Senate Majority Leader Mitch McConnell (left) and House Speaker John Boehner.

Senate Majority Leader Mitch McConnell (left) and House Speaker John Boehner. J. Scott Applewhite/AP

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Republican Leaders Preparing to Make Deal on Raising Spending Caps

It’s unclear how far they will be willing to go.

Even as con­ser­vat­ives in both cham­bers are clam­or­ing for spend­ing cuts, not just to Planned Par­ent­hood but to a slew of nondefense pro­grams, Re­pub­lic­an lead­ers are pre­par­ing to be­gin mak­ing a deal with Pres­id­ent Obama to raise spend­ing caps that will hit next year.

On Wed­nes­day, Con­gress will pass a con­tinu­ing res­ol­u­tion fund­ing the gov­ern­ment for just over two months, put­ting an end to fears of a gov­ern­ment shut­down this week—for now. On the ho­ri­zon, Con­gress faces a po­ten­tially bit­ter battle in Decem­ber to keep the gov­ern­ment open once again, this time with a new speak­er of the House and an em­boldened group of con­ser­vat­ives in the House.

With that fight loom­ing, Sen­ate Ma­jor­ity Lead­er Mitch Mc­Con­nell spoke last week with House Speak­er John Boehner and Obama to be­gin ne­go­ti­ations that will raise the se­quest­ra­tion spend­ing caps over the next two years, Mc­Con­nell told re­port­ers Tues­day.

The phone call last Thursday marks the first step by Re­pub­lic­ans in re­spond­ing to a months-long fili­buster push by Demo­crats, who re­fused to take up any spend­ing bills un­til the ma­jor­ity agreed to raise spend­ing caps on nondefense pro­grams. Re­pub­lic­ans had pre­vi­ously agreed to raise the caps only for de­fense spend­ing—a no-go for Demo­crats, who worry that such a con­ces­sion will only lead to deep cuts to the party’s favored pro­grams, in­clud­ing per­en­ni­al tar­gets like wel­fare. The de­fense deal wasn’t much more pop­u­lar with con­ser­vat­ive mem­bers, con­cerned about out-of-con­trol fed­er­al spend­ing.

Mc­Con­nell warned his party just two weeks ago that they would have to con­cede to Demo­crats on some points in or­der to get any real spend­ing bills through Con­gress over the next year. “We are in­ev­it­ably go­ing to end up in ne­go­ti­ations that will crack the Budget Con­trol Act once again,” he said.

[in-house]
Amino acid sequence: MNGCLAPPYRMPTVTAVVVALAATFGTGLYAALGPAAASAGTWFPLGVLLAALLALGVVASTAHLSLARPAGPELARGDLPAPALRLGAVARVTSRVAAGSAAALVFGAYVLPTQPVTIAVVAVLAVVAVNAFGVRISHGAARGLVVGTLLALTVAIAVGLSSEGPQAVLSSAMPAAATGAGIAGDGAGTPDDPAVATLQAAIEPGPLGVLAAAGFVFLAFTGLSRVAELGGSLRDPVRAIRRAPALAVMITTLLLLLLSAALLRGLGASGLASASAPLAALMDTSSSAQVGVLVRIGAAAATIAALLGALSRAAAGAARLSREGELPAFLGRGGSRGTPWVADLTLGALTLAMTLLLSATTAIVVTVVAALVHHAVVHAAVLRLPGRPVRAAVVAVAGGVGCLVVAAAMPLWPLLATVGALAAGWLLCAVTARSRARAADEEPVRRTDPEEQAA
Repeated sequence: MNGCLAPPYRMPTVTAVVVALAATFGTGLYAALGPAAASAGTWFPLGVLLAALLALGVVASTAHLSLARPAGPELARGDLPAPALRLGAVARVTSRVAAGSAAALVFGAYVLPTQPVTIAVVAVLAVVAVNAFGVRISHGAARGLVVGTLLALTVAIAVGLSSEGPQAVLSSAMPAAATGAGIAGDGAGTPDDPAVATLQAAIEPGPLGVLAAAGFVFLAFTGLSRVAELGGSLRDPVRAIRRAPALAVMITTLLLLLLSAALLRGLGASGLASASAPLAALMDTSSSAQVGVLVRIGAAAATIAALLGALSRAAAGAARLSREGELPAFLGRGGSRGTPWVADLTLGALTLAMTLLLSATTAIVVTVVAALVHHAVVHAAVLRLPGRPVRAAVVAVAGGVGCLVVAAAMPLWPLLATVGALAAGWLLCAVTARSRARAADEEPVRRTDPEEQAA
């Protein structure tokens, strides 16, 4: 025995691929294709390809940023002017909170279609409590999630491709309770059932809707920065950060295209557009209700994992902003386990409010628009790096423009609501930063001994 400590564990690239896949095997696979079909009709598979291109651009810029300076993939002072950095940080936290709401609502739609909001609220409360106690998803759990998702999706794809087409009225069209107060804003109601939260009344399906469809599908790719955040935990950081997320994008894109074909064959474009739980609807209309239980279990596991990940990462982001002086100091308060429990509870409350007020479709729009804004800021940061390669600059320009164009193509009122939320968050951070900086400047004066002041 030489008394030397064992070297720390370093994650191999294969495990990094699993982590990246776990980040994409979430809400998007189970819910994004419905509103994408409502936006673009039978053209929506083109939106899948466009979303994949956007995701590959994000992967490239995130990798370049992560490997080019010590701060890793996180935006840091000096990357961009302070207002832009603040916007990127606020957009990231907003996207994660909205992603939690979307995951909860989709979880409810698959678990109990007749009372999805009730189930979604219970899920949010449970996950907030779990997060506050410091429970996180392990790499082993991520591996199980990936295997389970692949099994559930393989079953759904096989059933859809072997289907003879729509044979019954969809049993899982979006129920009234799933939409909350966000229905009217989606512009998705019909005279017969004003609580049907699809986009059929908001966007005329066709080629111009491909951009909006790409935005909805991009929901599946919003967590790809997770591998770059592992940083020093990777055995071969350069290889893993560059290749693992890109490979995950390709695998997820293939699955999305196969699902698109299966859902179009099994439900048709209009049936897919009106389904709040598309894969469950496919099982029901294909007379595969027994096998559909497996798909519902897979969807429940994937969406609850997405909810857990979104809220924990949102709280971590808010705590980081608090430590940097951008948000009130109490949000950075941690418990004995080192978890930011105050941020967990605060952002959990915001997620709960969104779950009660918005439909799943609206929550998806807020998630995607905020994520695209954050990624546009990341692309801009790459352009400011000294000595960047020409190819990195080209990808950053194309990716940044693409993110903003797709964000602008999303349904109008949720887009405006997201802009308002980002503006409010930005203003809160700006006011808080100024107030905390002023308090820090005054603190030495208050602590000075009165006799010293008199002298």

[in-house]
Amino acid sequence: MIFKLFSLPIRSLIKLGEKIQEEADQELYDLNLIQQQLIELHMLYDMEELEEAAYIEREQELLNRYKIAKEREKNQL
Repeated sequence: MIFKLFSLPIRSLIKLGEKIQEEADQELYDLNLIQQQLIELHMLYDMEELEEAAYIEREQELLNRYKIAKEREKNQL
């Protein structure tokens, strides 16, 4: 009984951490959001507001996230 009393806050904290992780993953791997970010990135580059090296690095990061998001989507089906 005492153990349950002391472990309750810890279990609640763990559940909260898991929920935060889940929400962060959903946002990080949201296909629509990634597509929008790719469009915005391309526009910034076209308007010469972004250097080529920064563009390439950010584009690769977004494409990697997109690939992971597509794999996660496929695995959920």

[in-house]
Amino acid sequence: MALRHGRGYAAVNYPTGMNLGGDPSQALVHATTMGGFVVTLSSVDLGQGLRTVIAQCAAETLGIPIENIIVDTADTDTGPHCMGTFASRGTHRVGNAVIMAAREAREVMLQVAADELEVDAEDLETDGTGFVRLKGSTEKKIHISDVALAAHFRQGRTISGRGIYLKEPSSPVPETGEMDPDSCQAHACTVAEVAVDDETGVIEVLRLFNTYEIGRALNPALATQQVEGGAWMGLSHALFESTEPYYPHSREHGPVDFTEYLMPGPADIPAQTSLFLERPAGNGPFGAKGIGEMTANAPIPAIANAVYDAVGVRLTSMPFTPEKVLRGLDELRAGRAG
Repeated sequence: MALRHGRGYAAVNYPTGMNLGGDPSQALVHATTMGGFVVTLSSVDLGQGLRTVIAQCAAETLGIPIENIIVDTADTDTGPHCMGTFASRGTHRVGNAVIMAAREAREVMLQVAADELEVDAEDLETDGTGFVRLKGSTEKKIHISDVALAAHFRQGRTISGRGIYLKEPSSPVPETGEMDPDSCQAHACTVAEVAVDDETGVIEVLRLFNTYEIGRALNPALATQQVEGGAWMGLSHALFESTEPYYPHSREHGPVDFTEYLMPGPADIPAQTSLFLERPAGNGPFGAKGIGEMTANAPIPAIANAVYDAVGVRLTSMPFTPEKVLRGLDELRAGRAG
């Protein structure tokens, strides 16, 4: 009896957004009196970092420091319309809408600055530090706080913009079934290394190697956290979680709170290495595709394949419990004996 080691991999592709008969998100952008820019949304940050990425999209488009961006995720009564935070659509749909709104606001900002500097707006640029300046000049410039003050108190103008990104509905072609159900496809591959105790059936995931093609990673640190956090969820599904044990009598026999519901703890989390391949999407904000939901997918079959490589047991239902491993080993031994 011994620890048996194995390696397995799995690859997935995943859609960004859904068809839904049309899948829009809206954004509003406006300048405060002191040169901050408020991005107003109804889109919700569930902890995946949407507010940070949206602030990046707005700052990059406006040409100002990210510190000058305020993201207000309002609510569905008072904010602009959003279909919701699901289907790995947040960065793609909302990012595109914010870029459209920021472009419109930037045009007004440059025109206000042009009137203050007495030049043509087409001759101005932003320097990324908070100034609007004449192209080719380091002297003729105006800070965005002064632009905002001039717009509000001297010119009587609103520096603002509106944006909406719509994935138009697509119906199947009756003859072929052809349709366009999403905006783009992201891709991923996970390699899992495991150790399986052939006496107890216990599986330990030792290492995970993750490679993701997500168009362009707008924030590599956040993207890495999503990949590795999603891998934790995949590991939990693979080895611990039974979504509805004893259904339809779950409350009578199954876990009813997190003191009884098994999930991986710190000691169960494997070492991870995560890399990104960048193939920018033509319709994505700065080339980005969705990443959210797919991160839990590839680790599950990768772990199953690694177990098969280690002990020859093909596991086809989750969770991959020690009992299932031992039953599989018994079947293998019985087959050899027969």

Boehner has been much more tight-lipped about what he would like to see in next year’s budget, even be­fore an­noun­cing his resig­na­tion last week. And it’s un­clear how his likely re­place­ment, House Ma­jor­ity Lead­er Kev­in Mc­Carthy, will pro­ceed—par­tic­u­larly as he courts con­ser­vat­ive mem­bers bent on spend­ing cuts in his bid for speak­er.

Mc­Con­nell, who has said re­peatedly that he would ne­go­ti­ate dir­ectly with the White House over spend­ing—ig­nor­ing pleas from Demo­crat­ic lead­ers in Con­gress to sit down at the ne­go­ti­at­ing table with them—at­temp­ted to cut the minor­ity out of the ne­go­ti­ations in his talk with Boehner and Obama last week, two Demo­crat­ic aides said.

Ac­cord­ing to the aides, Obama briefed Sen­ate Minor­ity Lead­er Harry Re­id and House Minor­ity Lead­er Nancy Pelosi dur­ing a pre­vi­ously sched­uled meet­ing just after the call. Mc­Con­nell had asked that the ne­go­ti­ations move for­ward between just him­self, Boehner, and Obama. But both the pres­id­ent and Boehner pushed back, in­sist­ing that in or­der to pass an even­tu­al deal through Con­gress, they’ll need the sup­port of Demo­crat­ic lead­ers on both sides of the Cap­it­ol.

Aides to both Mc­Con­nell and Boehner de­clined to com­ment on the call.

Since then, the White House has worked to loop Demo­crat­ic lead­ers in on dis­cus­sions lead­ing up to their talks with Boehner and Mc­Con­nell, work­ing largely on a staff level at this point, one aide said. Re­id met with Shawn Donovan, the dir­ect­or of the Of­fice of Man­age­ment and Budget, to dis­cuss the is­sue last week.

Mc­Con­nell said Thursday that he hopes to set new top-line spend­ing levels for both fisc­al years 2016 and 2017, al­low­ing Con­gress to go through the reg­u­lar ap­pro­pri­ations pro­cess next year and pass 12 spend­ing bills—one of Mc­Con­nell’s ma­jor goals as lead­er—rather than passing an­oth­er last-minute, shut­down-avoid­ing con­tinu­ing res­ol­u­tion as the two cham­bers have re­peatedly done over the last sev­er­al years.

Sen. Patty Mur­ray, who along with Rep. Paul Ry­an ne­go­ti­ated the last two-year budget deal to pass through Con­gress, said Tues­day that she was hope­ful that Re­pub­lic­ans would sit down with Demo­crats and come to an­oth­er spend­ing deal after passing the two-month con­tinu­ing res­ol­u­tion later this week.

“I am hop­ing this next dead­line can be dif­fer­ent. I am hop­ing we can avoid the drama, avoid the count­down clocks, avoid the ab­surd last-minute swerve, and do what we did in 2013: work to­geth­er, ne­go­ti­ate, and reach an­oth­er bi­par­tis­an budget deal,” Mur­ray said. “I am con­fid­ent we can do it be­cause we did it be­fore—and it will be up to Re­pub­lic­an lead­ers to join us at the table so we can do it again.”

House Minor­ity Whip Steny Hoy­er warned earli­er Tues­day that Demo­crats will not ac­cept the planned se­quest­ra­tion cuts to nondefense pro­grams next year, not­ing that Obama and even House Ap­pro­pri­ations Chair­man Har­old Ro­gers have said re­peatedly that those fund­ing num­bers “will not work.” Ab­sent an agree­ment, Hoy­er warned, Con­gress will be headed for yet an­oth­er shut­down.

“We don’t want to shut down the gov­ern­ment, but at the same time we’re not go­ing to be dra­gooned in­to do­ing any­thing and everything just be­cause they threaten to shut down gov­ern­ment,” Hoy­er told re­port­ers Tues­day.